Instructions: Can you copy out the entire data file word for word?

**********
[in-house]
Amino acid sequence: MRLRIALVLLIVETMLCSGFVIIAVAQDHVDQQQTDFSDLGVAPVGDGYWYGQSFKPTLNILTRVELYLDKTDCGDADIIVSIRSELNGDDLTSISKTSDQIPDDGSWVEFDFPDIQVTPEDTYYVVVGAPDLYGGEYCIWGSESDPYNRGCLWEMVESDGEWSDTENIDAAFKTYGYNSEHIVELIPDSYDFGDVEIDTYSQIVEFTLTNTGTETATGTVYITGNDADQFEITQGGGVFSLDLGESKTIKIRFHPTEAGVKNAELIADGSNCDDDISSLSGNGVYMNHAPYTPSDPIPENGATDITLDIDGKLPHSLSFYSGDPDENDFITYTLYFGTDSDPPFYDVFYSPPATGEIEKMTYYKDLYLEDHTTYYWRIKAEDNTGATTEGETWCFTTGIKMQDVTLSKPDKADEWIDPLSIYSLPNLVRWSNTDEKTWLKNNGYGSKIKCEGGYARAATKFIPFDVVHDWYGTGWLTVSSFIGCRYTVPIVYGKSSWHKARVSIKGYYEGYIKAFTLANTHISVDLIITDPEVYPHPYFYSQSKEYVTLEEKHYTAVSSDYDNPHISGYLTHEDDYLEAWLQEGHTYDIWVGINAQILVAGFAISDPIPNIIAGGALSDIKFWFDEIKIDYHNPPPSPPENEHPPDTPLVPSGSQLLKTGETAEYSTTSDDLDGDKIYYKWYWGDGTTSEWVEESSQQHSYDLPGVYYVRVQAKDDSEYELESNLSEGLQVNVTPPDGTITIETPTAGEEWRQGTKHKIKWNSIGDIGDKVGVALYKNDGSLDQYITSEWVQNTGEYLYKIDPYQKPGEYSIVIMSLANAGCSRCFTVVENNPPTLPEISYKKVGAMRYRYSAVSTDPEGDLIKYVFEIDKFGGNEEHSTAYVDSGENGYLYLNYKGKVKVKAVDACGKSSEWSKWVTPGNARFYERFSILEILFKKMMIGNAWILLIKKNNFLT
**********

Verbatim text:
[in-house]
Amino acid sequence: MRLRIALVLLIVETMLCSGFVIIAVAQDHVDQQQTDFSDLGVAPVGDGYWYGQSFKPTLNILTRVELYLDKTDCGDADIIVSIRSELNGDDLTSISKTSDQIPDDGSWVEFDFPDIQVTPEDTYYVVVGAPDLYGGEYCIWGSESDPYNRGCLWEMVESDGEWSDTENIDAAFKTYGYNSEHIVELIPDSYDFGDVEIDTYSQIVEFTLTNTGTETATGTVYITGNDADQFEITQGGGVFSLDLGESKTIKIRFHPTEAGVKNAELIADGSNCDDDISSLSGNGVYMNHAPYTPSDPIPENGATDITLDIDGKLPHSLSFYSGDPDENDFITYTLYFGTDSDPPFYDVFYSPPATGEIEKMTYYKDLYLEDHTTYYWRIKAEDNTGATTEGETWCFTTGIKMQDVTLSKPDKADEWIDPLSIYSLPNLVRWSNTDEKTWLKNNGYGSKIKCEGGYARAATKFIPFDVVHDWYGTGWLTVSSFIGCRYTVPIVYGKSSWHKARVSIKGYYEGYIKAFTLANTHISVDLIITDPEVYPHPYFYSQSKEYVTLEEKHYTAVSSDYDNPHISGYLTHEDDYLEAWLQEGHTYDIWVGINAQILVAGFAISDPIPNIIAGGALSDIKFWFDEIKIDYHNPPPSPPENEHPPDTPLVPSGSQLLKTGETAEYSTTSDDLDGDKIYYKWYWGDGTTSEWVEESSQQHSYDLPGVYYVRVQAKDDSEYELESNLSEGLQVNVTPPDGTITIETPTAGEEWRQGTKHKIKWNSIGDIGDKVGVALYKNDGSLDQYITSEWVQNTGEYLYKIDPYQKPGEYSIVIMSLANAGCSRCFTVVENNPPTLPEISYKKVGAMRYRYSAVSTDPEGDLIKYVFEIDKFGGNEEHSTAYVDSGENGYLYLNYKGKVKVKAVDACGKSSEWSKWVTPGNARFYERFSILEILFKKMMIGNAWILLIKKNNFLT